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Arland O. Fiske:

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Scandinavians have been coming to America since the days of Leif Erikson. Until after the war between the states, many of them melted into the English speaking world. After the war (1865), when they came in large numbers and formed strong ethnic communities, they began to organize into fraternal groups to preserve their Old World values.

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Eleven immigrants of Swedish descent organized the “Independent Order of Vikings” in Chicago on June 2, 1890. They had as their goals “Unity of fellowship, help in time of need, and a sound investment in the future.”  Though founded by Swedes, who still make up the largest part of the membership, since 1951, all Scandinavians and spouses have been welcomed into the fellowship. In the latter part of the 19th century, the “Windy City” became a Mecca especially for Danes, Norwegians and Swedes who came to seek their fortune in the New World.”

Those early immigrants were mostly young and adventurous folk who had advanced social ideas. One of their first projects was to organize a fraternal society called “Vikingarne” to pay sick benefits and funeral assistance to immigrants. Then they organized a “reading club” for the intellectual advancement of their people so they could get ahead in an English speaking society. In more recent times, they have established scholarships for high school students whose families are members. They also give a full tuition grant for a member to attend the International Summer School at the prestigious Uppsala University in Sweden.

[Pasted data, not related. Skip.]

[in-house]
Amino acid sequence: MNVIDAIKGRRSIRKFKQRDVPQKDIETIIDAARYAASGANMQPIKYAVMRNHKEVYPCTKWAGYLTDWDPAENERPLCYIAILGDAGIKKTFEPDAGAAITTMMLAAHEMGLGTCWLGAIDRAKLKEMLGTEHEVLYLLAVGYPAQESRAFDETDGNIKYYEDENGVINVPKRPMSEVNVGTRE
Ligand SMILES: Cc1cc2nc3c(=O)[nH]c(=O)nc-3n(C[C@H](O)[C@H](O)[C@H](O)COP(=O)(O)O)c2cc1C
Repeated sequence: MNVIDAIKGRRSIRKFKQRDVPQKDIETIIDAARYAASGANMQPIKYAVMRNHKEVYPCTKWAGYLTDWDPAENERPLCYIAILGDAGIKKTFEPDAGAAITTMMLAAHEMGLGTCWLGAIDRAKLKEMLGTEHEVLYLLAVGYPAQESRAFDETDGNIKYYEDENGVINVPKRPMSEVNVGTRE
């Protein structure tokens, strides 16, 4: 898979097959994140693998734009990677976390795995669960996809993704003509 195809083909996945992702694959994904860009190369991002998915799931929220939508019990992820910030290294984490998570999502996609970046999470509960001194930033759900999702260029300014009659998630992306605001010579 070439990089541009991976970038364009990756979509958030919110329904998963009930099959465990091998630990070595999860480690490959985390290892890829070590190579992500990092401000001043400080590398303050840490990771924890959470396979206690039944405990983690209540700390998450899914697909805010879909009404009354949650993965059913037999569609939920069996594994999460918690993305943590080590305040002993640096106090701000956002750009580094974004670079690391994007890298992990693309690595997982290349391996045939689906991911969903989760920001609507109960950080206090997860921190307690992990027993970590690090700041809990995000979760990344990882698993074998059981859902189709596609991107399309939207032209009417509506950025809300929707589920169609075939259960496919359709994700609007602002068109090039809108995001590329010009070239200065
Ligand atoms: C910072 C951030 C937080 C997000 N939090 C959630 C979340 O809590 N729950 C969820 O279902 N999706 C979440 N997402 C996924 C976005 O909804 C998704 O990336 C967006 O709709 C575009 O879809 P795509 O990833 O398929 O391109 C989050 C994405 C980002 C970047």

Fiercely proud of their Scandinavian roots, these “Vikings” erected a statue of a prominent Swede, Carl von Linne (1707-1778), that stands in Chicago’s Lincoln Park along Lake Michigan. Linne was a botanist and explorer who was the first to frame principles for defining genera and species of organisms and to create a uniform system for naming them. In 1892, the name of the organization was changed to the “Independent Order of Vikings” in order to identify with the culture of their new land.

It wasn’t long before new lodges sprung up in the Chicago area ,where six are active today. Fifty-two local lodges make up the organization in 16 states including Colorado Connecticut, Illinois, Indiana, Iowa Massachusetts, Michigan, Missouri Nebraska, New Hampshire, New Jersey, New York, Oregon, Utah Washington and Wisconsin. Many of the lodges own the buildings where they meet. A newsletter called the “Viking Journal” is published monthly.

The heart of the organization is a life insurance program. This work began during the immigrant days when Scandinavians needed to look out for each other in a strange world. Junior Clubs for young people under age 16 sponsor sporting events, dinners, parties and instruction sessions to learn Scandinavian dances.

As you might expect, the Independent Order of Vikings is famous for its smorgasbords. Any Scandinavian holiday is an excuse to bring out food, the but especially Christmas, Lucia Day (Dec. 13), Midsummer Day (June 26) and the Octoberfest.

A national convention is held every two years. Seventeen officers and members of the Executive Council are elected to govern and promote the organization.

Next Week: Tracing a Family Name.

ARLAND FISKE, a retired Lutheran minister who previously lived in Laporte and now lives in Texas, is the author of 10 books on Scandinavian themes.

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